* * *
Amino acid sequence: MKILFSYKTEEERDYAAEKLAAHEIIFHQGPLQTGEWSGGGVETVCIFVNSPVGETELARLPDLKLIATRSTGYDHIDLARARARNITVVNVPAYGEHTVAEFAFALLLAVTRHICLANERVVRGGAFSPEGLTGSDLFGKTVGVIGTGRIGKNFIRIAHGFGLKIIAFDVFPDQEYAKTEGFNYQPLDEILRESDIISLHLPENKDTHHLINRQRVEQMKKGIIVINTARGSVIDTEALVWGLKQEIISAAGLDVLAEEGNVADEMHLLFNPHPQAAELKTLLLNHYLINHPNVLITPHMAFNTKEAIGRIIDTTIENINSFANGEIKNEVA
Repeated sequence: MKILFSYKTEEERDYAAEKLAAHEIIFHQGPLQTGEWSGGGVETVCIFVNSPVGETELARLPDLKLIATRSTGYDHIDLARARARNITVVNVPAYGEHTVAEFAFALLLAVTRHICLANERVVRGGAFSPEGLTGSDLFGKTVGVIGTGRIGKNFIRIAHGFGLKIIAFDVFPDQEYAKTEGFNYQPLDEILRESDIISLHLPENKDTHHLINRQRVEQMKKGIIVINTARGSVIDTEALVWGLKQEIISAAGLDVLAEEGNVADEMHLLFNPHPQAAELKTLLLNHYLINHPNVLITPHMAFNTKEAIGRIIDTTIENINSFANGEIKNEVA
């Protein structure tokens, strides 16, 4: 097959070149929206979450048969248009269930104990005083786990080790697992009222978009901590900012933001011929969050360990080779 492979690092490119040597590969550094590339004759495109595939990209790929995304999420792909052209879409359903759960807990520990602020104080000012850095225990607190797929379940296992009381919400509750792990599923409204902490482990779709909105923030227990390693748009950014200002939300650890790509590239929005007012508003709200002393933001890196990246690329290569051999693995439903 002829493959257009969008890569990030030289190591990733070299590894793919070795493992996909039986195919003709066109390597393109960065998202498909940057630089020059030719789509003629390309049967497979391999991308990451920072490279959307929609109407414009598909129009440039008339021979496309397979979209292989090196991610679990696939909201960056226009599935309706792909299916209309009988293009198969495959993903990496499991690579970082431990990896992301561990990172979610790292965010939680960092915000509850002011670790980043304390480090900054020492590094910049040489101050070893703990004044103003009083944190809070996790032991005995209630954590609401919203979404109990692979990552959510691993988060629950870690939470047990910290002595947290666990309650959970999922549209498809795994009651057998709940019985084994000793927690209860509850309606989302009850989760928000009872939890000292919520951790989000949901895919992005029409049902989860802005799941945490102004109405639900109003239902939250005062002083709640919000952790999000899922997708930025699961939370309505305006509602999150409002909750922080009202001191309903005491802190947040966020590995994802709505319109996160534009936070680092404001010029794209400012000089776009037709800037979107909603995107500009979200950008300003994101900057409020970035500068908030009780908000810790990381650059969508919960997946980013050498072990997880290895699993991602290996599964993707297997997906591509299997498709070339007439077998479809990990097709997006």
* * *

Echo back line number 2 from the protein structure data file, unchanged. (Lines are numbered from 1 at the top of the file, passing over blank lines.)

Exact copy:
Repeated sequence: MKILFSYKTEEERDYAAEKLAAHEIIFHQGPLQTGEWSGGGVETVCIFVNSPVGETELARLPDLKLIATRSTGYDHIDLARARARNITVVNVPAYGEHTVAEFAFALLLAVTRHICLANERVVRGGAFSPEGLTGSDLFGKTVGVIGTGRIGKNFIRIAHGFGLKIIAFDVFPDQEYAKTEGFNYQPLDEILRESDIISLHLPENKDTHHLINRQRVEQMKKGIIVINTARGSVIDTEALVWGLKQEIISAAGLDVLAEEGNVADEMHLLFNPHPQAAELKTLLLNHYLINHPNVLITPHMAFNTKEAIGRIIDTTIENINSFANGEIKNEVA